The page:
The other boys agree. Barrie sets himself up with his dog in front of the seated family. He faces his dog and says: "I want you to pay particular attention to the teeth. Some unscrupulous trainers will show you a bear whose teeth have all been pulled, while other cowards will force the brute into a muzzle. Only the true master would attempt these tricks without either measure of safety."
Five-year-old Peter is not in the mood to play. Leaning toward his mother, he defiantly says: "Why did you bring me over here for? This is absurd. It's just a dog."
Barrie, who was walking back to Porthos, suddenly turns around. "Just a dog?" he asks. "Just? Porthos dreams of being a bear, and you want to dash those dreams by saying he's 'just a dog'? What a horrible, candle-snuffing word. That's like saying, 'He can't climb that mountain; he's just a man.' Or, 'That's not a diamond; it's just a rock.'" Before turning back to the dog, Barrie gives the boy an appraising look and mutters, "Just."
Peter retorts, skeptically: "Fine then. Turn him into a bear, if you can."
Unfazed, Barrie replies: "With those eyes, my bonny lad, I'm afraid you'd never see it."
The first time I saw the movie, I cried at that scene.
Why would a scene about a dog imagined to be a dancing bear make me cry? Because like young Peter, I had lost the wonder of being young. I was at a place in my life where I had taken on many adult responsibilities. I had allowed my grown-up challenges and relationships crowd out my sense of adventure. My ability to see the unseen was limited to the outcome of what I could only see before me, and many times I found myself visualizing disastrous results.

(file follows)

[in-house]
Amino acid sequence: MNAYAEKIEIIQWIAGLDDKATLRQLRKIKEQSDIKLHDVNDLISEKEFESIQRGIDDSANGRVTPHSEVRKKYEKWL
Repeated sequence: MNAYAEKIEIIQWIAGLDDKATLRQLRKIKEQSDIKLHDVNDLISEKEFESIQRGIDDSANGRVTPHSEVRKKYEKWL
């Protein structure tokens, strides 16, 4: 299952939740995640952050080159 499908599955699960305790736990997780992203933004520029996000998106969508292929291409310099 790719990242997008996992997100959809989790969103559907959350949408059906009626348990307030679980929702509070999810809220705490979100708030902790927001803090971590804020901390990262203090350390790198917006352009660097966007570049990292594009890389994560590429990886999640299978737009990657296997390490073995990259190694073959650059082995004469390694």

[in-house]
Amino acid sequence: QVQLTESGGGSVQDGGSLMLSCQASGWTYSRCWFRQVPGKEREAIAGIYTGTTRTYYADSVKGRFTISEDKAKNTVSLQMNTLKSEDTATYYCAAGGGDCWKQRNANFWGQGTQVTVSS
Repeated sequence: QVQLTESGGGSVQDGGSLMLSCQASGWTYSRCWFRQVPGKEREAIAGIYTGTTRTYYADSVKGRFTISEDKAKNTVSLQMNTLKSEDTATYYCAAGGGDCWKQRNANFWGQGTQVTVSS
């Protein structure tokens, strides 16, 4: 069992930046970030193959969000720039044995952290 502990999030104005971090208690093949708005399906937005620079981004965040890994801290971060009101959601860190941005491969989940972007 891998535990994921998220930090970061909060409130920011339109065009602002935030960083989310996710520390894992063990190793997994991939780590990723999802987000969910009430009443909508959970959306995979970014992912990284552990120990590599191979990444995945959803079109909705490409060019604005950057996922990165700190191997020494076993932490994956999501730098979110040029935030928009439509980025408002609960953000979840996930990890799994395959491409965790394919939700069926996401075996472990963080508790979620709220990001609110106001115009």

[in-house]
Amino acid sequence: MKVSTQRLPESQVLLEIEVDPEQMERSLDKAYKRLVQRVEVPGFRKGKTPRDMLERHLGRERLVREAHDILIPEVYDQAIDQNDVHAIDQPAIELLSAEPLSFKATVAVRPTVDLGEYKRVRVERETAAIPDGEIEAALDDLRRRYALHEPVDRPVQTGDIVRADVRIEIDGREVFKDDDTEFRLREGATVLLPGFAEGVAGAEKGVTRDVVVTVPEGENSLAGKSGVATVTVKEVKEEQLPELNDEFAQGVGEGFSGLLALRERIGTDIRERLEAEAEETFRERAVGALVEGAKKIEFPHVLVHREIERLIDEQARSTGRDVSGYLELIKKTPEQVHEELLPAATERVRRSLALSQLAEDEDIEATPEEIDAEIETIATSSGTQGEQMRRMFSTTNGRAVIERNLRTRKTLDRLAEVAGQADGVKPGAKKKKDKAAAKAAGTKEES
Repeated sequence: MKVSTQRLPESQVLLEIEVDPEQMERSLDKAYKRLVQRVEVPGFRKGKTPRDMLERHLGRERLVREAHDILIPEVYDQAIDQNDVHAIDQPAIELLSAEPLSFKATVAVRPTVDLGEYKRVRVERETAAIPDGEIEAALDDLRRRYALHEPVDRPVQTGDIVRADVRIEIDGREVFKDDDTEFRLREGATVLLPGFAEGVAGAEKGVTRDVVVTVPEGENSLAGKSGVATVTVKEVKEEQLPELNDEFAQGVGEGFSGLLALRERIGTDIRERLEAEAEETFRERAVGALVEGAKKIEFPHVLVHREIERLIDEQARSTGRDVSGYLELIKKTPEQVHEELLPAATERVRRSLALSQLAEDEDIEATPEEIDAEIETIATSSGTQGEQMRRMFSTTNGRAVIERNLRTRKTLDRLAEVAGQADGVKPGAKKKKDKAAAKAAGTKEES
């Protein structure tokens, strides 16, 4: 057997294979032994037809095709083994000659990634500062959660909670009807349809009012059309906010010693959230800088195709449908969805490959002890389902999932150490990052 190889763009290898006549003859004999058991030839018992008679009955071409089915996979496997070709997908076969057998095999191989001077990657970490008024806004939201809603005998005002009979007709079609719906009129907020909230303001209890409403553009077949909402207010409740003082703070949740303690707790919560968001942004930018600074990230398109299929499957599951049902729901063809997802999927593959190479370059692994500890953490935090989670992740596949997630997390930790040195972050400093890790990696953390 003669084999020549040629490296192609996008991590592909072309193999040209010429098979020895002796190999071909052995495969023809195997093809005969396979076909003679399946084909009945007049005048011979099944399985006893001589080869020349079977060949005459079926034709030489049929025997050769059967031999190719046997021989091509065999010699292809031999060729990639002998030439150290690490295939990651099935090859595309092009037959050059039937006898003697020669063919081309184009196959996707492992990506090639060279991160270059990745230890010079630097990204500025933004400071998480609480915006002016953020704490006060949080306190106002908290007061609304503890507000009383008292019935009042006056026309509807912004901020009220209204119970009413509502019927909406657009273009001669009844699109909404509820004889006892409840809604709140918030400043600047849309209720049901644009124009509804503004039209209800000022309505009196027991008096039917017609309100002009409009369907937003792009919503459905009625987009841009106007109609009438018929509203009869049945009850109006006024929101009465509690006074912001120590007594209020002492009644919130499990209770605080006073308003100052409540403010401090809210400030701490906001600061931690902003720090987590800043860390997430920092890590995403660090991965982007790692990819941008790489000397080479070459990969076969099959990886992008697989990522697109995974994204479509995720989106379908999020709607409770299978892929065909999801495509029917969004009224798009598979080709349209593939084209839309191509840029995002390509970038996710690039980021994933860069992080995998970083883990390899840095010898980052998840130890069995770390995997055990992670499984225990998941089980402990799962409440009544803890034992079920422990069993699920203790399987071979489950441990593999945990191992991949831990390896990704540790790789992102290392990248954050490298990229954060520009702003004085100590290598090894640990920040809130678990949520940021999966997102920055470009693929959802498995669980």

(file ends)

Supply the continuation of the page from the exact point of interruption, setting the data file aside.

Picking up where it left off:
I had forgotten what it was like to think as a child thinks, to be brave enough to imagine that I could interact in a world where Pirates and Indians were more than baseball teams, and a young hero named Peter Pan could defend me from all threats, foreign and domestic.
And I wondered, who put a limit on our imaginations? At what age are we to someone dash our dreams, or use a “candle-snuffing word”? Who gives anyone the right to do that to us? And what gives us the right to do that to others?
God used His imagination in creation of the world. For example, look at
We can see how the use of imagination honors God all around us, in the words of the Psalms, the response of music and artwork, even in the way we play. Gifts that are used responsibly bring honor to the giver. “God’s gifts and his call are irrevocable.” (Romans 11:29) To snuff out someone’s imagination and dreams is to snuff out the work of the Holy Spirit in our lives.